Of cows and calculus: how mammals regulate blood calcium with precision
Thursday December 19 12.00-13.00 Mustafa Khammash gave a seminar Of cows and calculus: how mammals regulate blood calcium with precision at Polacksbacken.
About the speaker
Mustafah Khammash is Professor of Control Theory and Systems Biology in the Department of Biosystems Science and Engineering at ETH-Zürich. He works in the areas of control theory, systems biology, and synthetic biology. His research aims to understand the role of dynamics, feedback, and randomness in biology, and to develop the tools needed to aid in this understanding.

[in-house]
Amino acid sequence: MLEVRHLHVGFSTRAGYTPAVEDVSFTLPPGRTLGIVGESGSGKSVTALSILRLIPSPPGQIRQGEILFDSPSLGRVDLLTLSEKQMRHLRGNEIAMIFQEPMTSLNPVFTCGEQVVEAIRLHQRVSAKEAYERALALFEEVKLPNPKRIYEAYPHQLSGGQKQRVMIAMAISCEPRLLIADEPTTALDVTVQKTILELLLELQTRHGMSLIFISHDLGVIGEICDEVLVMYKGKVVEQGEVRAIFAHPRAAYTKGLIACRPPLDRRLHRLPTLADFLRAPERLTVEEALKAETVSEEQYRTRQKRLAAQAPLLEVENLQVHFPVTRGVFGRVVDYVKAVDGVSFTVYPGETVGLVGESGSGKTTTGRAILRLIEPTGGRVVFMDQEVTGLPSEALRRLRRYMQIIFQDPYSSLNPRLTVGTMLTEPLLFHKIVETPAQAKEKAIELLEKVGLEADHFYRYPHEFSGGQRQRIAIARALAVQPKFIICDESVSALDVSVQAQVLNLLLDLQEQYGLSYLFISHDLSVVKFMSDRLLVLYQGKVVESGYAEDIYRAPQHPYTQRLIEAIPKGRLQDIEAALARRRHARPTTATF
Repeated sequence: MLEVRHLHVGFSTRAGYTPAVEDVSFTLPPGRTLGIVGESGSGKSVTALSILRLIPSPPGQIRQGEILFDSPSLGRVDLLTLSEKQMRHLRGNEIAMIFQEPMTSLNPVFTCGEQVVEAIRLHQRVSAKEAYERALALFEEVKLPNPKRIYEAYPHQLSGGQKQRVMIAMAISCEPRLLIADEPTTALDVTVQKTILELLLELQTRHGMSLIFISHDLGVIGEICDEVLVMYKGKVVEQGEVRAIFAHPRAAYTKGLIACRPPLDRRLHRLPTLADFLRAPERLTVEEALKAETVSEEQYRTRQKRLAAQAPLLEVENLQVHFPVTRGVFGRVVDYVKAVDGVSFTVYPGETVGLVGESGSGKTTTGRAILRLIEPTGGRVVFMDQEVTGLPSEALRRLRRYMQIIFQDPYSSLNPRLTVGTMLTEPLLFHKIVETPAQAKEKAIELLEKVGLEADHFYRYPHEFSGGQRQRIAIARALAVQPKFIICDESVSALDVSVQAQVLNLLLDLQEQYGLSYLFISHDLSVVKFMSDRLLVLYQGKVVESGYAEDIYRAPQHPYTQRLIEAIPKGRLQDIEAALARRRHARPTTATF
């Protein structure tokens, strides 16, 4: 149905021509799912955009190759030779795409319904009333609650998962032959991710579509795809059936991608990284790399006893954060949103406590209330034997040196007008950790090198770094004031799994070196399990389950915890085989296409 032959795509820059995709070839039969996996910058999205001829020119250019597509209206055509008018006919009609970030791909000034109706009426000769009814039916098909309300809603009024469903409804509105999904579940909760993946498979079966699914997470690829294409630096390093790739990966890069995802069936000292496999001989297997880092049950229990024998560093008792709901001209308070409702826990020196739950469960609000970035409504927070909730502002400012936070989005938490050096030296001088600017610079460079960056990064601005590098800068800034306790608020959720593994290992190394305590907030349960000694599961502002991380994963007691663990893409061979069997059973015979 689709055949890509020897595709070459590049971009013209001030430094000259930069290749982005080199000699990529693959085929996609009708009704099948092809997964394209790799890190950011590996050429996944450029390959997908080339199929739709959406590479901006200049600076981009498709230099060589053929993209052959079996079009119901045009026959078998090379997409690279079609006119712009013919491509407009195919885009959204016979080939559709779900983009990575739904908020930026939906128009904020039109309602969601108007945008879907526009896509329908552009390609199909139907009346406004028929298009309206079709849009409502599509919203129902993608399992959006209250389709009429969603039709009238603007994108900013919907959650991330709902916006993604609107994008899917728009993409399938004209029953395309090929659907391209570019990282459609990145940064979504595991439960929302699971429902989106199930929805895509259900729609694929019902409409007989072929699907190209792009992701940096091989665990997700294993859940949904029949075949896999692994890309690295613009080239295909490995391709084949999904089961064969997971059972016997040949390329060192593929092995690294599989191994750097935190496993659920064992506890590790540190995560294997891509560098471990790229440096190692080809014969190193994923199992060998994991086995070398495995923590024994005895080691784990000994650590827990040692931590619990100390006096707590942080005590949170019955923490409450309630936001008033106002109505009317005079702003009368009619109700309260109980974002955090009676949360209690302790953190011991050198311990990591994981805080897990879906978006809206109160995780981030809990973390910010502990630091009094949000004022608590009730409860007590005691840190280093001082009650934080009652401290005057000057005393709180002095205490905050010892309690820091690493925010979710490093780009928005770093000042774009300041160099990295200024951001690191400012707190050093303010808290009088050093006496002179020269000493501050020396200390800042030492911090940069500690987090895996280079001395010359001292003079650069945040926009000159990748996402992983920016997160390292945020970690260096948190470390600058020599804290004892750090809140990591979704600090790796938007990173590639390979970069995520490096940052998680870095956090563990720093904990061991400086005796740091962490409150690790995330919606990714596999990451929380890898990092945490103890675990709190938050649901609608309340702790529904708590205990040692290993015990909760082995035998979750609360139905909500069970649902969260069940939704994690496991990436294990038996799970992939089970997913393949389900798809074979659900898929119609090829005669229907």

In mammals, maintaining the blood concentration of calcium within small tolerances is crucial for the function of many physiological processes, including proper nerve and muscle function. The regulation of calcium is achieved by an exquisite feedback control mechanism that ensures constant plasma calcium levels in spite of disturbances that would otherwise push the system away from equilibrium. Using a simple mathematical model, we show how this feedback mechanism functions dynamically to achieve robust set-point tracking. In particular, we demonstrate that the perfect adaptation property of mammalian calcium regulation system imposes stringent constraints on the structure of the regulatory system. Such constraints lead to a new understanding of the role of the hormones involved in calcium regulation. The elucidation of the dynamics of the calcium homeostatic system sheds light on parturient paresis, a common disease associated with calving in dairy cows.